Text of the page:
Tuesday, March 21, 2017

"The Necklace" and "Wings"

You spent several weeks reading, writing, editing, and perfecting your comparative analysis essay of "The Cask of Amontillado" and The Night of the Hunter. This week, you will have those skills put to the test as you write an on-demand comparative analysis essay on Friday. The two texts you are going to compare and contrast are "The Necklace" by Guy de Maupassant and the song lyrics of "Wings" by Macklamore.

Your essay will be evaluated with this rubric.

Monday, March 20, 2017

SIFT

If you were absent today, or just want a refresher on the SIFT method of poetry analysis, here is a link the Prezi we viewed in class.












Use the following frame to write an analytical response paragraph to "Introduction to Poetry."


Friday, March 17, 2017

Socratic Seminar

Today is our independent reading Socratic Seminar! If you are absent, you must attend the make-up Socratic on April 5 during advisory and lunch.

Wednesday, March 15, 2017

Preparing for the Socratic Seminar

Our independent reading Socratic Seminar is this Friday. You must come prepared with your preparation note sheet. Additionally, please add at least three open-ended discussion questions. These are questions that you might ask your peers during the seminar to help move the discussion forward. For example:

  • In what ways were you able to relate to the characters in your book?
  • What was the best part about your book?
  • Can you make a connection between this book and other books you've read?

Here are some more tips to help you be successful:

Basic Setup of the Socratic Seminar

  • Half of the class will be in the inner circle and half the class will be in the outer circle.
  • The inner circle will be given a specific amount of time to hold their discussion.  I will keep you informed about how much time you have left, but it is your responsibility to respectfully and equally discuss the questions with every member of your group. Every person in the group should speak and participate.
  • The outer circle will add their comments to their scoring rubric.
  • Then the outer circle and inner circle will switch places and roles.  The new inner circle will be given equal time to hold their discussion.
Guidelines for Participants in a Socratic Seminar
1.      Refer to the text(s) often during the discussion. A seminar is not a test of memory. You are not "learning a subject"; your goal is to understand the ideas, issues, and values reflected in the texts.
2.      Be prepared! It’s the best way to be successful and not feel “put on the spot.”
3.      Do not stay confused; ask for clarification.
4.      Stick to the point currently under discussion.
5.      Don't raise hands; take turns speaking.
6.      Listen carefully to each other and be incredibly respectful.
7. Speak up so that all can hear you… including the people in the outer circle.
8. Talk to each other, not just to the leader or teacher.
9. Discuss ideas rather than each other's opinions.

Easy (and Important) Ways to
Become More Involved in a Socratic Seminar

  • Ask a clarifying question. 
                        "I'm not sure I fully understand what you're saying?  Can you restate what you just said?"  or   "What do you think the author means in line 6?"

  • Paraphrase another participant's ideas for clearer understanding 
                  "So what you're saying is. . ."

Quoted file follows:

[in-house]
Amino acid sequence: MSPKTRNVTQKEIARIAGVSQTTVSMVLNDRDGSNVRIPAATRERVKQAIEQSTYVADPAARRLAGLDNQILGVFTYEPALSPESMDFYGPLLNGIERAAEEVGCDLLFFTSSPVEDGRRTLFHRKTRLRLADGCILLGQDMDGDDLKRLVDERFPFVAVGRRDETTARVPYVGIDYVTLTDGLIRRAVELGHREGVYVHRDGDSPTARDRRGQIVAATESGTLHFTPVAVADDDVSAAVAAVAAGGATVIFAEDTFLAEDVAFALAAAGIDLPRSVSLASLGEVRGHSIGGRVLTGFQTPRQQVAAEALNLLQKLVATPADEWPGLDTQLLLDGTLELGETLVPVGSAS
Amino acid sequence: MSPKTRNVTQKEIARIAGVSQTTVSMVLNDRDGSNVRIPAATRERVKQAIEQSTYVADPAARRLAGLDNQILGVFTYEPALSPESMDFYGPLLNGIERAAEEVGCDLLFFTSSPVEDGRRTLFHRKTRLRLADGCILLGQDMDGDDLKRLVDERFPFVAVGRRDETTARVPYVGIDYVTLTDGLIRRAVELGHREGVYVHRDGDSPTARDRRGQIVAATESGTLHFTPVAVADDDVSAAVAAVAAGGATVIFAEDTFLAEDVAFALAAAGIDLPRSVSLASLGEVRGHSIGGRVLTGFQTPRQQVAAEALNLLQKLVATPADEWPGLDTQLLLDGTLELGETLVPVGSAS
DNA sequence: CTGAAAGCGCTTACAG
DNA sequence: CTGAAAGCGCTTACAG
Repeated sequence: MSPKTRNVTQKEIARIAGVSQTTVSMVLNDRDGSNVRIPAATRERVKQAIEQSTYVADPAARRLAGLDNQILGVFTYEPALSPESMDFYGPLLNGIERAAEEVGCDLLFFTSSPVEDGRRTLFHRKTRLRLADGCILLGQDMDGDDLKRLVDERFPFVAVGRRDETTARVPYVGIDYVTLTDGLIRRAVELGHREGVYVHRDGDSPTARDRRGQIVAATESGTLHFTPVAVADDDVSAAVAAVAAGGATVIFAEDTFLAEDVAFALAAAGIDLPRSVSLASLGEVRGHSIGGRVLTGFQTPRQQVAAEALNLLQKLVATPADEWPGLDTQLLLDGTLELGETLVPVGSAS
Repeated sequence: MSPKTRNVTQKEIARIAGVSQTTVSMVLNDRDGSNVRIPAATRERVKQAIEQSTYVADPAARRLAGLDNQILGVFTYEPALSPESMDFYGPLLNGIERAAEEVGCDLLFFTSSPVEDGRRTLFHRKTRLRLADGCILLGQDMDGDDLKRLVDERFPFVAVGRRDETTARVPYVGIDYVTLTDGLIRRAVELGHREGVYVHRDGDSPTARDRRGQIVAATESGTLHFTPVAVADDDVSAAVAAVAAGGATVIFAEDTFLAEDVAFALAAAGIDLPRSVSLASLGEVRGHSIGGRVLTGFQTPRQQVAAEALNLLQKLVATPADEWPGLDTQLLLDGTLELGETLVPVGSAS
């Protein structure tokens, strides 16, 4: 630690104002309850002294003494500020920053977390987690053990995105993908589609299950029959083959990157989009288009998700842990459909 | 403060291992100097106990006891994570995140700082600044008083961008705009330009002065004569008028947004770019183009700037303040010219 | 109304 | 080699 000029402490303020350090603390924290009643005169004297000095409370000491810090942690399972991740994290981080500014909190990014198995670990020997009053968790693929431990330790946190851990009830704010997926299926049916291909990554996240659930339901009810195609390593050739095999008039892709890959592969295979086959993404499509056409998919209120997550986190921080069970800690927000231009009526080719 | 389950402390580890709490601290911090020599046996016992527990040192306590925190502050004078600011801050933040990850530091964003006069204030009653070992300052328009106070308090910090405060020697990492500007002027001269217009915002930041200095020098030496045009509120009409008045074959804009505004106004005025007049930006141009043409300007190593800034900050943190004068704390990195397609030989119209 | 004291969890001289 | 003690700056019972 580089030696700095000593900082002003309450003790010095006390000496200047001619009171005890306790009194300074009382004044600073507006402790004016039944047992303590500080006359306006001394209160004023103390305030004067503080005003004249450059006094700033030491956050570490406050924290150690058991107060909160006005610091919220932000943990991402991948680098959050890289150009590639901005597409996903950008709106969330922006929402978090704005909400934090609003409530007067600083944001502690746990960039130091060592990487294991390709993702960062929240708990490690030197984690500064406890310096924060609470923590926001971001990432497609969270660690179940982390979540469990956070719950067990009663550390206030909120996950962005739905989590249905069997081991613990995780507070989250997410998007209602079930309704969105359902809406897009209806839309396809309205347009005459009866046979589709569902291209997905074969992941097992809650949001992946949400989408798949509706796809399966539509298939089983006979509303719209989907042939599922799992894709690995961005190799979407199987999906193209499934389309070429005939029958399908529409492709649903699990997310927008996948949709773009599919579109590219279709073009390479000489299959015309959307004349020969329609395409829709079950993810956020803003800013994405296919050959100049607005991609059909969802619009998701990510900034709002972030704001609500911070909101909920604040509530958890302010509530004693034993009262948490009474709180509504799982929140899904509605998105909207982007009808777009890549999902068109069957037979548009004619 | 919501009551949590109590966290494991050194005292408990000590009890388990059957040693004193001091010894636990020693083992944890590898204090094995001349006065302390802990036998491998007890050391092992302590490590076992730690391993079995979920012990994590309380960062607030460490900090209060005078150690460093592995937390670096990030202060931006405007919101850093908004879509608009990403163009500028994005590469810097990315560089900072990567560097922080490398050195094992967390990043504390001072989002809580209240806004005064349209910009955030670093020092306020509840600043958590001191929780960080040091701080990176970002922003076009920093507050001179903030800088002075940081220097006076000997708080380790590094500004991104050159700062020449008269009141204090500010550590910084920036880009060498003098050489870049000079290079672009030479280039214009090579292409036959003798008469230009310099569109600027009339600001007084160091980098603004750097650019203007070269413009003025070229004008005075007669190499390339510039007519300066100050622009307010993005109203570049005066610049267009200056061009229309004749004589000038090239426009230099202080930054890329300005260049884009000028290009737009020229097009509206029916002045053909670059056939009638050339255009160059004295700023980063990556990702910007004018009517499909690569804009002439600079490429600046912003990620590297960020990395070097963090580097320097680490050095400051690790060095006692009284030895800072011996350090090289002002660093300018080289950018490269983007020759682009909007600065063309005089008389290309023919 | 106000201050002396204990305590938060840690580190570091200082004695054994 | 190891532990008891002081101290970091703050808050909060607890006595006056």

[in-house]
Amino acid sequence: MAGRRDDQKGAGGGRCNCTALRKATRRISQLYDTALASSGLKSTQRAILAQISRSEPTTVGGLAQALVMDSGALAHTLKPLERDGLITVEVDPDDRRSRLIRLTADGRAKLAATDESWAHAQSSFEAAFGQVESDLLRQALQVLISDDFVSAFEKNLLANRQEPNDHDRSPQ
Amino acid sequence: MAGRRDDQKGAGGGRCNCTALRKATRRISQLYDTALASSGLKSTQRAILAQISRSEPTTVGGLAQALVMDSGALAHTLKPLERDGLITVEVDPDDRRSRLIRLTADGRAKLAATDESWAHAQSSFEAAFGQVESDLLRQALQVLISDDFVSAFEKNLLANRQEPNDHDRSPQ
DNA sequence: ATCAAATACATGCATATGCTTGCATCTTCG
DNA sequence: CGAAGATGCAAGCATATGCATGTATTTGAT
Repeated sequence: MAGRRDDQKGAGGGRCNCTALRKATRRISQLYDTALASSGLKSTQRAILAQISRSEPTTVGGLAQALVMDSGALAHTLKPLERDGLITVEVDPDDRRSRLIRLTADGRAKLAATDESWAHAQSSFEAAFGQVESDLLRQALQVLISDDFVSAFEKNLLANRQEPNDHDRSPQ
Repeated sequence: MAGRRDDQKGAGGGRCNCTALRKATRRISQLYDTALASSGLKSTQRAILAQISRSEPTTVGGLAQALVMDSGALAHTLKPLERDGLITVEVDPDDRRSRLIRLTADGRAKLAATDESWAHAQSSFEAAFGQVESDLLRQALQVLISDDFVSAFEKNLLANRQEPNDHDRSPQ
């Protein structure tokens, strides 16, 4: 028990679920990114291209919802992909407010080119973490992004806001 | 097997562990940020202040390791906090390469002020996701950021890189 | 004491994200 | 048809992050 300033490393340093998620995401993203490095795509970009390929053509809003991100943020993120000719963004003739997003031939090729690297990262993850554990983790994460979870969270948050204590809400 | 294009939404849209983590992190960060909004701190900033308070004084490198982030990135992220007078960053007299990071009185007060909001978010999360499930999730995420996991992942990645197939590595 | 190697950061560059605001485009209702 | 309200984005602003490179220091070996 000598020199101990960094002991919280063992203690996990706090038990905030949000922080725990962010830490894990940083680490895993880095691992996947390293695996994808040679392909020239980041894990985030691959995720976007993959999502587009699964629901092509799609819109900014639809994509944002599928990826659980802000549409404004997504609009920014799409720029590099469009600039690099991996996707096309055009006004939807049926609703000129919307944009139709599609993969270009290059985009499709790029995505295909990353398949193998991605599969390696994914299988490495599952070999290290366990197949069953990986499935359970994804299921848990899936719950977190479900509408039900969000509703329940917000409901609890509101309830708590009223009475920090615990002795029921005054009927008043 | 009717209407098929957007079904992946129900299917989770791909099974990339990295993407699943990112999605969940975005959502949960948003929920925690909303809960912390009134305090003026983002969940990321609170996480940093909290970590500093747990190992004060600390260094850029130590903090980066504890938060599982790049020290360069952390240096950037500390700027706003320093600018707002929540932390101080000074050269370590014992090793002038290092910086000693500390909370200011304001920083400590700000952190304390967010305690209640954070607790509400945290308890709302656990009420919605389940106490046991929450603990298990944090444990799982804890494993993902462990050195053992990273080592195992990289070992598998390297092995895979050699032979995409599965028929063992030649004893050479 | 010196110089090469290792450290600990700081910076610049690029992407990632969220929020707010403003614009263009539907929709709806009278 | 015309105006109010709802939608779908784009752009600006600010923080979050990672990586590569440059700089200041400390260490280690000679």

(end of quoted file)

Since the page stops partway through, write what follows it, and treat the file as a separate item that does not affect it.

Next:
• Ask for specific illustrations
                  "Can you give us an example to illustrate your point?"

  • Search for possible alternate perspectives
                  "Are there other ways to interpret this?" or Think about how                                                might someone from a different perspective view this.

  • Ask for specific textual support

  • Identify connections to previous comments or questions
                  "Does this relate back to the earlier idea about . .  .?"

Tuesday, March 14, 2017

Writing the conclusion

Contrary to popular belief, the concluding paragraph is NOT just a place to simply restate your thesis; that would be redundant. Also, it is NOT the place to introduce new ideas or topics. Here are some things that you might include in your concluding paragraph:
  • a brief summary of the paper's main points
  • ask a provocative question
  • create a vivid image
  • end with a warning
  • universalize (apply or compare to other situations)
You may find the sentence frames pictured below helpful in crafting your own conclusion.

Friday, March 10, 2017

Writing the body paragraphs

For guidance on writing the body paragraphs, I suggest that you consult one of the compare/contrast outlines that I provided on the back of your graphic organizer ("point by point method" or "block method"). There are also some helpful posters hung up in the classroom. Again, you are not required to strictly follow either of these outlines, however, they will give you a solid organizational foundation. Below are some sentence frames that may guide your use of academic language.

Below are some sample body paragraphs. NEITHER ARE PERFECT! However, they both present  relevant examples, provide insightful analysis, and use strong academic language.
Need some more inspiration? Check out this video tutorial for writing a paragraph about the mood.

Thursday, March 9, 2017

Writing the introduction

Today, we will focus on writing your introduction. The following outline and sentence frames may help you to craft your intro paragraph. Remember, these are supports, not requirements!

A more detailed template is linked here.

 Below, see a couple of sample introductions:
If you are unable to finish your introduction in class, please complete it for homework.